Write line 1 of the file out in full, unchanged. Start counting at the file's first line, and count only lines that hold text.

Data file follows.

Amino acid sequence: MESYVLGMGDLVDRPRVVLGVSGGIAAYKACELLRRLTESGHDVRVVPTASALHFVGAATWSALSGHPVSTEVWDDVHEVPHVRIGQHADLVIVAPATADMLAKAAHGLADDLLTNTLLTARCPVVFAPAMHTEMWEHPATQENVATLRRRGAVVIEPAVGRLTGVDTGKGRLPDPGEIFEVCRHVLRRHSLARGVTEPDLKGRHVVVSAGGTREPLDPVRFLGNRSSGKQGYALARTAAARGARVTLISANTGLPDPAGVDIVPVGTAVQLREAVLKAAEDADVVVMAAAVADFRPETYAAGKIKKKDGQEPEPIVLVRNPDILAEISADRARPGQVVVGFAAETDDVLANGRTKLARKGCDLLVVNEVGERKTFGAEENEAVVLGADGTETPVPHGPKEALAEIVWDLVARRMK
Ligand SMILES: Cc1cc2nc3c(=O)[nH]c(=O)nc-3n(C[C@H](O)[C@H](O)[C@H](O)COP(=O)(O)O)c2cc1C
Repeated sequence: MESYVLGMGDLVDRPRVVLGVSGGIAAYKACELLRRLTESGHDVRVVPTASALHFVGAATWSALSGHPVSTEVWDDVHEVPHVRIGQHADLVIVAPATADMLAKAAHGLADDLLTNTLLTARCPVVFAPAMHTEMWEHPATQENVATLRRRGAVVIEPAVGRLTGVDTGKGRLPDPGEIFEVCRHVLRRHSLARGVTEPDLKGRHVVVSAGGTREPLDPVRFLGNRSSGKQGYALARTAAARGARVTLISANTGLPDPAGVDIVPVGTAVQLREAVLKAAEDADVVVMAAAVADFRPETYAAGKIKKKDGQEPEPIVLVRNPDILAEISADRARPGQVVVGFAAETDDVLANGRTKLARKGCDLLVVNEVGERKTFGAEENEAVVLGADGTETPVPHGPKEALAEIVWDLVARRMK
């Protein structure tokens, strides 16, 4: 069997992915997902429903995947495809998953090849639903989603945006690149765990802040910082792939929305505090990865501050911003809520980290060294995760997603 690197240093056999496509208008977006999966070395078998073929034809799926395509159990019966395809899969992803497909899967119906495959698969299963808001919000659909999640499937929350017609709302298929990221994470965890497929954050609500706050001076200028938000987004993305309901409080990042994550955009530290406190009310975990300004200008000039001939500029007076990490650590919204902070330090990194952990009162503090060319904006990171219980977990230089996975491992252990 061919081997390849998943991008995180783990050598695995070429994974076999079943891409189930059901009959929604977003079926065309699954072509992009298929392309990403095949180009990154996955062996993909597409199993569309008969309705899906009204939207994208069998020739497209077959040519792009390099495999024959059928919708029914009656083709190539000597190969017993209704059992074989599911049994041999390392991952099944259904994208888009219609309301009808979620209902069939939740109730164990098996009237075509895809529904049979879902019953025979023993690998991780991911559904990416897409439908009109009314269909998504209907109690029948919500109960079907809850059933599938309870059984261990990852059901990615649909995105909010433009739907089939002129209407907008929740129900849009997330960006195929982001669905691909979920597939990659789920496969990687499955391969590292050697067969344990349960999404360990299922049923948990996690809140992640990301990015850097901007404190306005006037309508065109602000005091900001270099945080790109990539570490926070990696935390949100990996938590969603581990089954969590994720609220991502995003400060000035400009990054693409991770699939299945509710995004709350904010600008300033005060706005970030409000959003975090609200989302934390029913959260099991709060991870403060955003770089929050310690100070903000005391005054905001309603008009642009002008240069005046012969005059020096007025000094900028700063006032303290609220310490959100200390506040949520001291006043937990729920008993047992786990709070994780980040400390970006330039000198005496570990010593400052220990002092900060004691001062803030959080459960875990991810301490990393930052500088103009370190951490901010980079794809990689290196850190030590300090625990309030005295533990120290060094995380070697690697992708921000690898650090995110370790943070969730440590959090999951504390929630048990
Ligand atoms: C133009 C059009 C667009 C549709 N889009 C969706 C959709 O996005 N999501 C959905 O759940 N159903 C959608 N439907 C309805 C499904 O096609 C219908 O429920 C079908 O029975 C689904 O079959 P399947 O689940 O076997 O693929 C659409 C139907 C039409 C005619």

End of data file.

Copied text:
Amino acid sequence: MESYVLGMGDLVDRPRVVLGVSGGIAAYKACELLRRLTESGHDVRVVPTASALHFVGAATWSALSGHPVSTEVWDDVHEVPHVRIGQHADLVIVAPATADMLAKAAHGLADDLLTNTLLTARCPVVFAPAMHTEMWEHPATQENVATLRRRGAVVIEPAVGRLTGVDTGKGRLPDPGEIFEVCRHVLRRHSLARGVTEPDLKGRHVVVSAGGTREPLDPVRFLGNRSSGKQGYALARTAAARGARVTLISANTGLPDPAGVDIVPVGTAVQLREAVLKAAEDADVVVMAAAVADFRPETYAAGKIKKKDGQEPEPIVLVRNPDILAEISADRARPGQVVVGFAAETDDVLANGRTKLARKGCDLLVVNEVGERKTFGAEENEAVVLGADGTETPVPHGPKEALAEIVWDLVARRMK